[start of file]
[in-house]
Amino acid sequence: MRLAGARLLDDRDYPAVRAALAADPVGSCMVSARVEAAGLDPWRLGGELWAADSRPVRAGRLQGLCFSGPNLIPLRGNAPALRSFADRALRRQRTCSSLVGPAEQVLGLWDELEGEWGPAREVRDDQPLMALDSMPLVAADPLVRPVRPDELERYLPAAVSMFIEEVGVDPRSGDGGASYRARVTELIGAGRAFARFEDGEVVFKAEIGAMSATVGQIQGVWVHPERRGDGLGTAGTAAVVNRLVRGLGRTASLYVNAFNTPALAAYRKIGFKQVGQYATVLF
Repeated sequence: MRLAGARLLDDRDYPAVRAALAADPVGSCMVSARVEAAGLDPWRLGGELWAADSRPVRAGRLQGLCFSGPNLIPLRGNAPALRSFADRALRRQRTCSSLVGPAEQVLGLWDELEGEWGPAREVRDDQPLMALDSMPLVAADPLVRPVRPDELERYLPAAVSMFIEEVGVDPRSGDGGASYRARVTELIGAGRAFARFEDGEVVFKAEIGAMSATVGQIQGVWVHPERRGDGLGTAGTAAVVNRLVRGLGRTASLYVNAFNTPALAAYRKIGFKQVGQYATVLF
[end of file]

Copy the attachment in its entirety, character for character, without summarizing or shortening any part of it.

[in-house]
Amino acid sequence: MRLAGARLLDDRDYPAVRAALAADPVGSCMVSARVEAAGLDPWRLGGELWAADSRPVRAGRLQGLCFSGPNLIPLRGNAPALRSFADRALRRQRTCSSLVGPAEQVLGLWDELEGEWGPAREVRDDQPLMALDSMPLVAADPLVRPVRPDELERYLPAAVSMFIEEVGVDPRSGDGGASYRARVTELIGAGRAFARFEDGEVVFKAEIGAMSATVGQIQGVWVHPERRGDGLGTAGTAAVVNRLVRGLGRTASLYVNAFNTPALAAYRKIGFKQVGQYATVLF
Repeated sequence: MRLAGARLLDDRDYPAVRAALAADPVGSCMVSARVEAAGLDPWRLGGELWAADSRPVRAGRLQGLCFSGPNLIPLRGNAPALRSFADRALRRQRTCSSLVGPAEQVLGLWDELEGEWGPAREVRDDQPLMALDSMPLVAADPLVRPVRPDELERYLPAAVSMFIEEVGVDPRSGDGGASYRARVTELIGAGRAFARFEDGEVVFKAEIGAMSATVGQIQGVWVHPERRGDGLGTAGTAAVVNRLVRGLGRTASLYVNAFNTPALAAYRKIGFKQVGQYATVLF